43

I have had problem with mysql. I tried to execute this:

echo "show databases" | mysql -B -N

But I got:

ERROR 1045 (28000): Access denied for user 'debian-sys-maint'@'localhost' (using password: YES)

But when I exec:

/etc/init.d/mysql restart 

I got an 'OK'.

I did

GRANT ALL PRIVILEGES on *.* TO debian-sys-maint@localhost IDENTIFIED BY PASSWORD 'your password' WITH GRANT OPTION; FLUSH PRIVILEGES;

where password is from /etc/mysql/debian.cnf. But it didn't help. (of course I flushed priv and restarted mysql).

116

That’s because Debian has a MySQL account debian-sys-maint used for switching on/off and checking status. The password for that user should be the same as stored in /etc/mysql/debian.cnf. The file looks like this:

# Automatically generated for Debian scripts. DO NOT TOUCH!
[client]
host     = localhost
user     = debian-sys-maint
password = <password>
socket   = /var/run/mysqld/mysqld.sock
[mysql_upgrade]
host     = localhost
user     = debian-sys-maint
password = <password>
socket   = /var/run/mysqld/mysqld.sock
basedir  = /usr

If the password doesn't match (for example because you changed it manually) the init script won't work anymore. You should set the password according to the file. So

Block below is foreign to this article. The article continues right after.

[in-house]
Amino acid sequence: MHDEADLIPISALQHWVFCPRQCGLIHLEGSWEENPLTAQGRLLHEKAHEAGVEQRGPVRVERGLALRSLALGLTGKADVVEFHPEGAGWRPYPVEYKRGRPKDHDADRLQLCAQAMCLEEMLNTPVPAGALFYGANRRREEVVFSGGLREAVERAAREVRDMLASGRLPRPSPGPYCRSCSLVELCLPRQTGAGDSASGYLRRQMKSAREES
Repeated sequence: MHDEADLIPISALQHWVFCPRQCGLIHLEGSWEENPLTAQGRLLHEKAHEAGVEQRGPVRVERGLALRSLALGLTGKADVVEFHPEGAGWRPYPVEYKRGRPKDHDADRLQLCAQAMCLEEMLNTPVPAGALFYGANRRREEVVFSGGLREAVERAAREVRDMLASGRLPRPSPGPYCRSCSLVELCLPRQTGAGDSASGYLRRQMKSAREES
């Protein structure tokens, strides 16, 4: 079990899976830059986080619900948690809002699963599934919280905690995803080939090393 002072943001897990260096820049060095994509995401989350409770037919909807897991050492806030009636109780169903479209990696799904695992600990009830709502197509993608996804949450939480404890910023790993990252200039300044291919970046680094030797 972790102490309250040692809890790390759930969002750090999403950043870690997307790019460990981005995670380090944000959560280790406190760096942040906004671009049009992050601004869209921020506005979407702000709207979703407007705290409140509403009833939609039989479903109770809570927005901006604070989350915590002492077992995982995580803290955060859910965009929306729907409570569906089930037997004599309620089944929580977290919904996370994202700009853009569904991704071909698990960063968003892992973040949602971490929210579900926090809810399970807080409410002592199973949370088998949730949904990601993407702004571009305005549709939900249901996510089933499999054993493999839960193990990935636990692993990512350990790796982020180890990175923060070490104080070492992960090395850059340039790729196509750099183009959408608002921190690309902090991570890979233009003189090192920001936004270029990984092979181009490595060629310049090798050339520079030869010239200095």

mysql -u root -p
# Then type MySQL root password
GRANT ALL PRIVILEGES ON *.* TO 'debian-sys-maint'@'localhost' IDENTIFIED BY '<password>';
2
  • I have fields [client] and [mysql_upgrade] in /etc/mysql/debian.cnf. Passwords are the same in the file and in database for user. Jul 25 '12 at 8:44
  • 1
    Yes, all you need - update password, because this pass is unique for each installation. For example: you move data_dir from one server to another, so the pass doesn't match Aug 20 '14 at 15:30
17

The problem is, your GRANT statement uses IDENTIFIED BY PASSWORD clause, and in this case mysql expect to get a hashed password, not a plaintext one.

Use IDENTIFIED BY 'your password' instead, if you wish to supply a plaintext password.

0
3

Most easy way to restoring the debian-sys-maint user, is to reconfigure package mysql-server-5.5. That if you know the password for the root user of MySQL, you can try to restore the user and its password in /etc/mysql/debian.cnf.

sudo dpkg-reconfigure mysql-server-5.5

NOTE: if you cannot stop mysql pid, just run sudo killall mysqld. This is needed for reconfiguring the mysql-server-5.5.

4
  • @specializt. It solve my problem. Be careful about the above notation.
    – shgnInc
    Apr 11 '15 at 8:07
  • Why should i be "careful" about some "notation"? That doesnt make any sense.
    – specializt
    Apr 11 '15 at 8:45
  • Because if before running the command, the mysql service not stop, maybe the command can't execute on some tables in mysql.
    – shgnInc
    Apr 11 '15 at 8:50
  • this results in /usr/sbin/dpkg-reconfigure: mysql-server-5.7 is broken or not fully installed
    – knocte
    Jul 11 '16 at 7:55

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